Q: You’re currently working on your third book, Learning to Be Loyal: Political Education in Authoritarian Regimes. Talk a bit about that project, and some of the themes you explore.

A: It is a comparative project on political or often called patriotic education in autocracies. So, what that means is, in democracies, in junior high and high school, young people often take government classes or civic education classes, where they learn about the nuts and bolts of the political institutions, why it’s important to vote and become politically active and engaged. This project is looking at what civic education looks like in non-democracies, across the authoritarian world, where they also have these same classes, they just tend not to call them civics. They might be social studies, but often they're called political and ideological education or in the Russian case, “patriotic education.” The project is examining such questions as: What is the content of political education? How does it change over time? And what are the implications of it? Is it socializing young people to be supportive of their regime, their leaders, their economy, their social system? Essentially, does it work?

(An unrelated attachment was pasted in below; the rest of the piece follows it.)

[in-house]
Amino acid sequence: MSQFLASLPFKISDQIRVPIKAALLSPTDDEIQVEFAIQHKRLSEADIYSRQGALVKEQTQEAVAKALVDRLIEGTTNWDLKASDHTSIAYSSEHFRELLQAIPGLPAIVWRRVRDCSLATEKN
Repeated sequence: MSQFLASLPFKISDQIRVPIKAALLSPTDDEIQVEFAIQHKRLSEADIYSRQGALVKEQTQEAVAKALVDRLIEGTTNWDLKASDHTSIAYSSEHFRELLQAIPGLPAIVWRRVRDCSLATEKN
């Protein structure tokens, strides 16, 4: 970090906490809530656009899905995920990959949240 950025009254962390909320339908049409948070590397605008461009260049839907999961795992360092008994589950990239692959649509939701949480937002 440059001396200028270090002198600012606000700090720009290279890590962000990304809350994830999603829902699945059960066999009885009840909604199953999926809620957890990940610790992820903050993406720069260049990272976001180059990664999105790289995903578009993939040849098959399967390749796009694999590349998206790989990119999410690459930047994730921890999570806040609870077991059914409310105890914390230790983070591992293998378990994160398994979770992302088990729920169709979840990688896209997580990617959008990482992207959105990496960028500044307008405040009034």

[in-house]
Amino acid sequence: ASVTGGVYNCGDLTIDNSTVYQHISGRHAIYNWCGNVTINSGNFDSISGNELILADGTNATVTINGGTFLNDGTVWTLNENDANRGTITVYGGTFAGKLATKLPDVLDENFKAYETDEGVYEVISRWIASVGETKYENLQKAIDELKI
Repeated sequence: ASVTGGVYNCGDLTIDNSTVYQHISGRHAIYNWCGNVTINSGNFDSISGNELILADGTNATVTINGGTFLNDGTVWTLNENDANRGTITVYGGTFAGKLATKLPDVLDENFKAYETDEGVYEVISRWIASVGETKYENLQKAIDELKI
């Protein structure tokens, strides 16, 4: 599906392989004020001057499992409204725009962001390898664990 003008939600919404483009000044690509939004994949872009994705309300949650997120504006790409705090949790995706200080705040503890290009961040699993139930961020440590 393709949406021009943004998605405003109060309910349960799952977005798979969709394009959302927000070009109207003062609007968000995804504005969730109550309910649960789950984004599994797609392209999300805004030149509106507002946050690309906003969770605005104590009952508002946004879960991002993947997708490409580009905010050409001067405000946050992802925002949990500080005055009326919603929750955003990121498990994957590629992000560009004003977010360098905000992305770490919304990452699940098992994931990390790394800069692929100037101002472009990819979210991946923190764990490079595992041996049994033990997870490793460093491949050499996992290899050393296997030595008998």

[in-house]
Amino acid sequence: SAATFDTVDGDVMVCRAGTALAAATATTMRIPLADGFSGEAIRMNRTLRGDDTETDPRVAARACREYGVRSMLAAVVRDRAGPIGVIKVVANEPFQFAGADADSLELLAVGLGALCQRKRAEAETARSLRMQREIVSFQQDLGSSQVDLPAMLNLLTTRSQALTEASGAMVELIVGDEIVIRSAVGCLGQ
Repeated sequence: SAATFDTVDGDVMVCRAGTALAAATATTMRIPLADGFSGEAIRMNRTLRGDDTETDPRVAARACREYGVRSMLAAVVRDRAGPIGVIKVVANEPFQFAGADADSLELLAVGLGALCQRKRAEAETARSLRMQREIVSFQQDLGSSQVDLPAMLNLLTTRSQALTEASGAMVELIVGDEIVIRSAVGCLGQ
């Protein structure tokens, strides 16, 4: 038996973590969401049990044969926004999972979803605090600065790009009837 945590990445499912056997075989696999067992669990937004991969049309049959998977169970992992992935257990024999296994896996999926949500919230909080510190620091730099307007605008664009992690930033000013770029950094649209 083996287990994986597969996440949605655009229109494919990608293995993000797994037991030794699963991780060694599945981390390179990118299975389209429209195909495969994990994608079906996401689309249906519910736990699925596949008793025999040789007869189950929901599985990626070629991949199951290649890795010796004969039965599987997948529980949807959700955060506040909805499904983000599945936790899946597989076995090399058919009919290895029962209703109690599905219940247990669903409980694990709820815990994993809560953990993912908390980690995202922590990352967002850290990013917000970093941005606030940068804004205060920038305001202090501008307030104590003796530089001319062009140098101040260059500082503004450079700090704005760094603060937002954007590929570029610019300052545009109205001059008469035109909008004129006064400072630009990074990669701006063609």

Scholars of democracy have long proven that civics education is a guardian of democracy. It has this positive impact on political participation. The more exposure you have to civics, generally, the more politically active you may be. So this book asks, what is the relationship within a less than democratic context? What does “civics” look like there? What is the landscape of it? And then, are there core pillars of legitimacy that the state is using to try to build support among young people?